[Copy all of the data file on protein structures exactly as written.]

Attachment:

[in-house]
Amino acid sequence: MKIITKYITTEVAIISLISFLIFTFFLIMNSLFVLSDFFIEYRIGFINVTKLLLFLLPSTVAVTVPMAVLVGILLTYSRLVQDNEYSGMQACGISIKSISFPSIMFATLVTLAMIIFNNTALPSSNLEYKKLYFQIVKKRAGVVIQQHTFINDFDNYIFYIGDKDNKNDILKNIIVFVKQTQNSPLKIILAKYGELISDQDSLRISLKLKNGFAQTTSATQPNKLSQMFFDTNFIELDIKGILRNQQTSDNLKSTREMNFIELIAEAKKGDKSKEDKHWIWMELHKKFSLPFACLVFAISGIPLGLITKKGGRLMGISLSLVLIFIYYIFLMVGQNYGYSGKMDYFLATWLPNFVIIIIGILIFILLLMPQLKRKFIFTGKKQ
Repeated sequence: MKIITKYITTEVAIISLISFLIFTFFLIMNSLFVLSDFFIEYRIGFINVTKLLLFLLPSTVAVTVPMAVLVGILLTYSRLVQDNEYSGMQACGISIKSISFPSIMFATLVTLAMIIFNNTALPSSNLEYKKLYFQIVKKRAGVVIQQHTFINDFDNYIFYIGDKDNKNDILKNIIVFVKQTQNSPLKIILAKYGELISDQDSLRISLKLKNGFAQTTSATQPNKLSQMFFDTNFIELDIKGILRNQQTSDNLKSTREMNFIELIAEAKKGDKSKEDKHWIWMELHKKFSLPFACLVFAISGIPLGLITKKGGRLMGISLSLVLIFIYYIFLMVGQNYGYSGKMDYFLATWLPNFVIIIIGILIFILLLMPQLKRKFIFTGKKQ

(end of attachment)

[in-house]
Amino acid sequence: MKIITKYITTEVAIISLISFLIFTFFLIMNSLFVLSDFFIEYRIGFINVTKLLLFLLPSTVAVTVPMAVLVGILLTYSRLVQDNEYSGMQACGISIKSISFPSIMFATLVTLAMIIFNNTALPSSNLEYKKLYFQIVKKRAGVVIQQHTFINDFDNYIFYIGDKDNKNDILKNIIVFVKQTQNSPLKIILAKYGELISDQDSLRISLKLKNGFAQTTSATQPNKLSQMFFDTNFIELDIKGILRNQQTSDNLKSTREMNFIELIAEAKKGDKSKEDKHWIWMELHKKFSLPFACLVFAISGIPLGLITKKGGRLMGISLSLVLIFIYYIFLMVGQNYGYSGKMDYFLATWLPNFVIIIIGILIFILLLMPQLKRKFIFTGKKQ
Repeated sequence: MKIITKYITTEVAIISLISFLIFTFFLIMNSLFVLSDFFIEYRIGFINVTKLLLFLLPSTVAVTVPMAVLVGILLTYSRLVQDNEYSGMQACGISIKSISFPSIMFATLVTLAMIIFNNTALPSSNLEYKKLYFQIVKKRAGVVIQQHTFINDFDNYIFYIGDKDNKNDILKNIIVFVKQTQNSPLKIILAKYGELISDQDSLRISLKLKNGFAQTTSATQPNKLSQMFFDTNFIELDIKGILRNQQTSDNLKSTREMNFIELIAEAKKGDKSKEDKHWIWMELHKKFSLPFACLVFAISGIPLGLITKKGGRLMGISLSLVLIFIYYIFLMVGQNYGYSGKMDYFLATWLPNFVIIIIGILIFILLLMPQLKRKFIFTGKKQ